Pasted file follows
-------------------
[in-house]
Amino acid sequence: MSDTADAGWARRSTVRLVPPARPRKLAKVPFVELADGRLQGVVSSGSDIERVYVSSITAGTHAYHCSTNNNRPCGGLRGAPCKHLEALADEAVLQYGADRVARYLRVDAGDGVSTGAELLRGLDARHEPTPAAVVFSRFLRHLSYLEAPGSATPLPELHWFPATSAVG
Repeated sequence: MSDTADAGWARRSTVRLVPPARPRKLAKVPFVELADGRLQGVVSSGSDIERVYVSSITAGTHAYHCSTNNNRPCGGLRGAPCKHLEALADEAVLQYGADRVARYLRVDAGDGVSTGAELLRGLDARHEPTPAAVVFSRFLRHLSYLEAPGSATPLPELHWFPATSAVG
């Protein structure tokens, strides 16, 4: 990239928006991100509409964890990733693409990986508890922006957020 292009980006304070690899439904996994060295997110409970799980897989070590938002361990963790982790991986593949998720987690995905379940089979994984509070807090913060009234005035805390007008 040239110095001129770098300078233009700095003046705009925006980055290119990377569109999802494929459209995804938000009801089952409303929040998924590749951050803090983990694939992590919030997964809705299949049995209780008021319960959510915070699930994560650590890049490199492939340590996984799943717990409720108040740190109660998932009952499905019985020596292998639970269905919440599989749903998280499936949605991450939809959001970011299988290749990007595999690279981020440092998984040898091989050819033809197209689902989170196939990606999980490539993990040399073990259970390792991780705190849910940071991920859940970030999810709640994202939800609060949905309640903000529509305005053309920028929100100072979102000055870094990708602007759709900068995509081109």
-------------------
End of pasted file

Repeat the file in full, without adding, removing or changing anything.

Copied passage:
[in-house]
Amino acid sequence: MSDTADAGWARRSTVRLVPPARPRKLAKVPFVELADGRLQGVVSSGSDIERVYVSSITAGTHAYHCSTNNNRPCGGLRGAPCKHLEALADEAVLQYGADRVARYLRVDAGDGVSTGAELLRGLDARHEPTPAAVVFSRFLRHLSYLEAPGSATPLPELHWFPATSAVG
Repeated sequence: MSDTADAGWARRSTVRLVPPARPRKLAKVPFVELADGRLQGVVSSGSDIERVYVSSITAGTHAYHCSTNNNRPCGGLRGAPCKHLEALADEAVLQYGADRVARYLRVDAGDGVSTGAELLRGLDARHEPTPAAVVFSRFLRHLSYLEAPGSATPLPELHWFPATSAVG
């Protein structure tokens, strides 16, 4: 990239928006991100509409964890990733693409990986508890922006957020 292009980006304070690899439904996994060295997110409970799980897989070590938002361990963790982790991986593949998720987690995905379940089979994984509070807090913060009234005035805390007008 040239110095001129770098300078233009700095003046705009925006980055290119990377569109999802494929459209995804938000009801089952409303929040998924590749951050803090983990694939992590919030997964809705299949049995209780008021319960959510915070699930994560650590890049490199492939340590996984799943717990409720108040740190109660998932009952499905019985020596292998639970269905919440599989749903998280499936949605991450939809959001970011299988290749990007595999690279981020440092998984040898091989050819033809197209689902989170196939990606999980490539993990040399073990259970390792991780705190849910940071991920859940970030999810709640994202939800609060949905309640903000529509305005053309920028929100100072979102000055870094990708602007759709900068995509081109």